At the bottom of Howard Street, North Shields, sits a building that has changed its purpose and transformed its significance in line with the surrounding area and its inhabitants. North Shields, a one-time thriving shipping community at the mouth of the River Tyne, now has precious few reminders of its important past as one of Britain’s leading maritime ports, along with the likes of London, Liverpool, Glasgow and Cardiff. This building, also known as Maritime Chambers, is one of these reminders.
1 Howard Street was first designed in 1806 as the subscription library (the first in the North of England) for the Tynemouth Literary and Philosophical Society. It served in this important capacity until it was bought by local shipowners the Robinson family in 1891, who used it as their company headquarters for ninety years until October 1981. After a brief period as a pub/restaurant (in the basement) the building changed purpose again and is currently being used as a Registrar’s Office, with marriages being conducted in the old shipping directors’ offices.
It has been estimated that there were at least 90 Tyneside shipping companies that have ever owned tramp ships. The Robinson family of North Shields owned and ran one such company, helping it to become one of the most respected and locally renowned tramp shipping companies throughout most of the nineteenth and twentieth centuries (a tramp ship is generally defined as a cargo vessel following no set routes, picking up trade when and where it can).
The first vessel purchased under the name of Robinson was the sailing ship Blessing, bought in 1817 by Captain James Robinson (1768-1833), a master mariner originally from Whitby. This vessel stayed in the family until it was wrecked in 1845. Using the insurance money from Blessing, Captain Joseph Robinson (1816-1889), son of James, ordered and bought a new sailing vessel Stag, which was delivered on 14 May 1846. ‘Joseph Robinson & Company’ was formed by Captain Joseph in 1850 to manage the interests of Stag and other sailing vessels. In 1871 the Robinson’s had their first steamship built, the S.S. Stephanotis, and the company quickly built up a fleet of steamers, operating between 10 and 20 vessels from the 1870s to the outbreak of the First World War in 1914.
From 1870 onwards, the company was managed by Captain Joseph and two of his sons; Joseph Robinson Jr (1846-1904), and Nicholas J. Robinson (1847-1902). The name changed to ‘Joseph Robinson & Sons’ in 1883 before eventually becoming ‘Stag Line’ Ltd in 1895. These three men oversaw the running of the company, helping to transform it from a small-scale, local endeavour into one of the most efficient, successful, and respected North Shields tramp ship companies in the nineteenth century.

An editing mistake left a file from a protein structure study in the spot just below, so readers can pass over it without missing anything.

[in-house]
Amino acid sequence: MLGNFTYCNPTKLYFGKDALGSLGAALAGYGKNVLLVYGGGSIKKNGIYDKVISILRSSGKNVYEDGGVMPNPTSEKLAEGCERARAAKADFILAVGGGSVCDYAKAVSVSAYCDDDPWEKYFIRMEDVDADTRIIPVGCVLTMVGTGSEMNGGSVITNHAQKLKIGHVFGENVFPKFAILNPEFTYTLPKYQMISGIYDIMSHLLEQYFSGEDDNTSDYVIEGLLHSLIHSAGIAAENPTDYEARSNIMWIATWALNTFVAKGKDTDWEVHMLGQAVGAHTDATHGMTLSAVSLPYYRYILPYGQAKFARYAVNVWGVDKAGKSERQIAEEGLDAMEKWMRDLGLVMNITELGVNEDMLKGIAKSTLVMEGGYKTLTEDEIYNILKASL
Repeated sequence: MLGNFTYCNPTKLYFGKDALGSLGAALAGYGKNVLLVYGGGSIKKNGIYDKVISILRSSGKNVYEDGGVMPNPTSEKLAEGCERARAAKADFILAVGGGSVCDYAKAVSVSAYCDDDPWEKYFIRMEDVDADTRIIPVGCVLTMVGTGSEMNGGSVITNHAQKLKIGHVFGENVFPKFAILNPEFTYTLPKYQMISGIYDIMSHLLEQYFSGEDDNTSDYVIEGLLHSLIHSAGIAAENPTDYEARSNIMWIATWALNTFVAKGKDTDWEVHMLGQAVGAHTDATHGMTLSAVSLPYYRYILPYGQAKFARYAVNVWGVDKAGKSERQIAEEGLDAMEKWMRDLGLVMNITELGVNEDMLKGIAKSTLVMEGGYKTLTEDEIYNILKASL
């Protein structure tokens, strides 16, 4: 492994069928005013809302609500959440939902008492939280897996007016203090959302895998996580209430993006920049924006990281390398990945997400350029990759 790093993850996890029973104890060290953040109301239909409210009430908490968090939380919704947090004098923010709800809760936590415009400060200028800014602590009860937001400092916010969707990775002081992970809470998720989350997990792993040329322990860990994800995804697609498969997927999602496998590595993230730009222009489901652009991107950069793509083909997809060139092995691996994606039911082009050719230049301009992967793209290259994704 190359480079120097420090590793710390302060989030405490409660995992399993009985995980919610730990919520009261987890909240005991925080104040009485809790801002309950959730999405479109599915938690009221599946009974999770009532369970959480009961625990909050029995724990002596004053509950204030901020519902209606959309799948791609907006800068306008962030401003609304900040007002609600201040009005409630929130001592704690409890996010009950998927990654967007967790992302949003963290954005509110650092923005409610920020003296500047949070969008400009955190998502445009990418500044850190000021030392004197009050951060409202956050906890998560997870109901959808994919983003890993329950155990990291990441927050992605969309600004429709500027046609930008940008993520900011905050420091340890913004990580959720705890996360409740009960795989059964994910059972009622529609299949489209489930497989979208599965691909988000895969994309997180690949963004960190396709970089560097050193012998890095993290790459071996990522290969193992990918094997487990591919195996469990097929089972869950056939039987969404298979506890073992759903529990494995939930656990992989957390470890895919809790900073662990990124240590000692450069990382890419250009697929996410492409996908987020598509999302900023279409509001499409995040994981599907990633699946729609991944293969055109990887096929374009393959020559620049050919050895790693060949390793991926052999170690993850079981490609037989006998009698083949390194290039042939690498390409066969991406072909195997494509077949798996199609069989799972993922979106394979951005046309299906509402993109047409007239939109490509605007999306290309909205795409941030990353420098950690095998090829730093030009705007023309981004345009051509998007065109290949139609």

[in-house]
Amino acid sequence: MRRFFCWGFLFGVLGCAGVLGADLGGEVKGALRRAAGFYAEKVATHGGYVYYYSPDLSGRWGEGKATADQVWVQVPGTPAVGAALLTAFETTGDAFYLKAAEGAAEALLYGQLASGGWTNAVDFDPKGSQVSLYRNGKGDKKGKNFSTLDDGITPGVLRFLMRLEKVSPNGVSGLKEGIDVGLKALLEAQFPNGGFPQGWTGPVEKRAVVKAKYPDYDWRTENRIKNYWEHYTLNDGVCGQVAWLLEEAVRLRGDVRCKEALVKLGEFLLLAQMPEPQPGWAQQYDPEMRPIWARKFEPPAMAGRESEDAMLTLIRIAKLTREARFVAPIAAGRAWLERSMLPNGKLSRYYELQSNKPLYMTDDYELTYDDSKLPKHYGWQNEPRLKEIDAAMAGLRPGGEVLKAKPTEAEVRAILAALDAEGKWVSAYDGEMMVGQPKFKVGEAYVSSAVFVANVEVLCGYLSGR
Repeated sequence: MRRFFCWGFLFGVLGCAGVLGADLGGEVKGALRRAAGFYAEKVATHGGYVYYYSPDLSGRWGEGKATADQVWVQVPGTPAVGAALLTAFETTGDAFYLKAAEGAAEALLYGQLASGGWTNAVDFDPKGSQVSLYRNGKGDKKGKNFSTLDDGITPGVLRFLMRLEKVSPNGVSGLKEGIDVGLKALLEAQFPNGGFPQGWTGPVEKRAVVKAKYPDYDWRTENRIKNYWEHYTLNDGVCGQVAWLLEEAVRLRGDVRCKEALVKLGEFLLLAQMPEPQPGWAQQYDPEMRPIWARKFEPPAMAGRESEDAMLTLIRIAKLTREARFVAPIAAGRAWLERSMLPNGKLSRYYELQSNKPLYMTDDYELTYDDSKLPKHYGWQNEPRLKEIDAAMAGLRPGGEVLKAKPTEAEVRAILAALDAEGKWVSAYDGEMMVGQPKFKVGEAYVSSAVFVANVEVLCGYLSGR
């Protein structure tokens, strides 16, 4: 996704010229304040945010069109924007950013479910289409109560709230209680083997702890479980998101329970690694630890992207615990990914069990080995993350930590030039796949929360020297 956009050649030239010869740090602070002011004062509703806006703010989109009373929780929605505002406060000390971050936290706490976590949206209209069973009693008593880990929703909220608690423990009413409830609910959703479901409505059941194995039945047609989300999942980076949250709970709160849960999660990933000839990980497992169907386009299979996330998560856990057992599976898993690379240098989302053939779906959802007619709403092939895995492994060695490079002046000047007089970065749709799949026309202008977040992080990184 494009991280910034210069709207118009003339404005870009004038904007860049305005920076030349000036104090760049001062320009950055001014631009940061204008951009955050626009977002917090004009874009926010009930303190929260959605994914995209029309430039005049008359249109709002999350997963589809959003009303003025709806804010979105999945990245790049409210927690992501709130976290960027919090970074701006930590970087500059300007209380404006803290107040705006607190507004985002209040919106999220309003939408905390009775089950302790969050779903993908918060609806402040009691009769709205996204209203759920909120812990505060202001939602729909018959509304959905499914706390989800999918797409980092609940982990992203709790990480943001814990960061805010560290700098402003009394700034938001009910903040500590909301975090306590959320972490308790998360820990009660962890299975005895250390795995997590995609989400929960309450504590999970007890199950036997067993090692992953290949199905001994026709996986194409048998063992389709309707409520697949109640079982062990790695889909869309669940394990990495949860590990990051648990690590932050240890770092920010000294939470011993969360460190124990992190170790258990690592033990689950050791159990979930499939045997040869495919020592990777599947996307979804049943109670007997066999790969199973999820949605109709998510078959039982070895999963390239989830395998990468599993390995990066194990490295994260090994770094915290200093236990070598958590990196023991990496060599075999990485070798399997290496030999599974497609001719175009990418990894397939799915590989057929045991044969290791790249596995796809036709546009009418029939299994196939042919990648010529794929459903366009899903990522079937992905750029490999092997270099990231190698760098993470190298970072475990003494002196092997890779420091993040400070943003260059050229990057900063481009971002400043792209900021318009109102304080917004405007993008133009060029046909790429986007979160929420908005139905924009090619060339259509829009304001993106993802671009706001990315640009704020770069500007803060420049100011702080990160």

The image of the trippant stag, bringing up notions of nobility and grandeur, was adopted on the funnel of every ship, on the top of all company correspondence, on the front and side of the company’s office building and even etched into the windows of this building. This symbolism was a prominent part of the company’s identity when ideas of imagery or branding were as important commercially then as they are now (think Google, or Apple). The positioning of the building overlooking the Tyne at the end of Howard Street meant that not only could Stag Line’s owners oversee theirs and others’ ships entering or leaving the river, but also every ship passing through would see the large and prominent image of the white stag on a bright red background (unfortunately, when a council contractor was recently restoring the concrete around the sign he left the background unpainted and coloured the stag in red!).
In summary, this building serves as a physical reminder of a by-gone age, where entrepreneurial Britons helped their families, communities and the maritime nation of Britain itself to prosper and thrive. In an age where Britain, with its sprawling empire and global shipping networks, was at the forefront of world industry and trade, it was in buildings like 1 Howard Street and in families like the Robinsons who operated in them, where all this ‘progress’ and ‘success’ was made. Without families like these, who helped shape their local society (and who were in turn shaped by them), maritime Britain and its associated buildings and industries may not have been the dominating, seemingly unsurpassable force it once was.
Nicholas J. Robinson, Stag Line and Joseph Robinson and Sons (World Ship Society, Kendal, 1984).
Oliver Carpenter, ”The Robinson Line of Boats’, Networks of Trust in a Nineteenth Century Shipping Company’, in Don Leggett and Richard Dunn (Eds), Re-inventing the Ship: Science, Technology and the Maritime World 1800-1918 (Ashgate, Forthcoming).